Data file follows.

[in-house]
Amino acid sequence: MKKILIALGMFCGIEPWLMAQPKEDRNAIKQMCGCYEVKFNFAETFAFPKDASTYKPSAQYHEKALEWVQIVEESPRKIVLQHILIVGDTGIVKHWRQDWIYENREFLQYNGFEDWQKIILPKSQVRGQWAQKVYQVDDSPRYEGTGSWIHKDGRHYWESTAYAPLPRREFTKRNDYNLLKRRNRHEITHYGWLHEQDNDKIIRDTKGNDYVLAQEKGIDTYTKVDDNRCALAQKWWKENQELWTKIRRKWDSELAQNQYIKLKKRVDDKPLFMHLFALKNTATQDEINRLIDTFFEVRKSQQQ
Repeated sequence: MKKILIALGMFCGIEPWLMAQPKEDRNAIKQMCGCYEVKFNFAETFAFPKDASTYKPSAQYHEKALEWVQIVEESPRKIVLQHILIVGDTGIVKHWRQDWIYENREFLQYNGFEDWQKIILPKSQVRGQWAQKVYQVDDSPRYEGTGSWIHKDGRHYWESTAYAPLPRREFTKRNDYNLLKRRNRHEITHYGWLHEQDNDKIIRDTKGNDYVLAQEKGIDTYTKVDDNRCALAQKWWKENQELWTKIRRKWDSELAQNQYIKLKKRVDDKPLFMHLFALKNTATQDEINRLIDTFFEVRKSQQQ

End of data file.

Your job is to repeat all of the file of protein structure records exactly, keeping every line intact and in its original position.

[in-house]
Amino acid sequence: MKKILIALGMFCGIEPWLMAQPKEDRNAIKQMCGCYEVKFNFAETFAFPKDASTYKPSAQYHEKALEWVQIVEESPRKIVLQHILIVGDTGIVKHWRQDWIYENREFLQYNGFEDWQKIILPKSQVRGQWAQKVYQVDDSPRYEGTGSWIHKDGRHYWESTAYAPLPRREFTKRNDYNLLKRRNRHEITHYGWLHEQDNDKIIRDTKGNDYVLAQEKGIDTYTKVDDNRCALAQKWWKENQELWTKIRRKWDSELAQNQYIKLKKRVDDKPLFMHLFALKNTATQDEINRLIDTFFEVRKSQQQ
Repeated sequence: MKKILIALGMFCGIEPWLMAQPKEDRNAIKQMCGCYEVKFNFAETFAFPKDASTYKPSAQYHEKALEWVQIVEESPRKIVLQHILIVGDTGIVKHWRQDWIYENREFLQYNGFEDWQKIILPKSQVRGQWAQKVYQVDDSPRYEGTGSWIHKDGRHYWESTAYAPLPRREFTKRNDYNLLKRRNRHEITHYGWLHEQDNDKIIRDTKGNDYVLAQEKGIDTYTKVDDNRCALAQKWWKENQELWTKIRRKWDSELAQNQYIKLKKRVDDKPLFMHLFALKNTATQDEINRLIDTFFEVRKSQQQ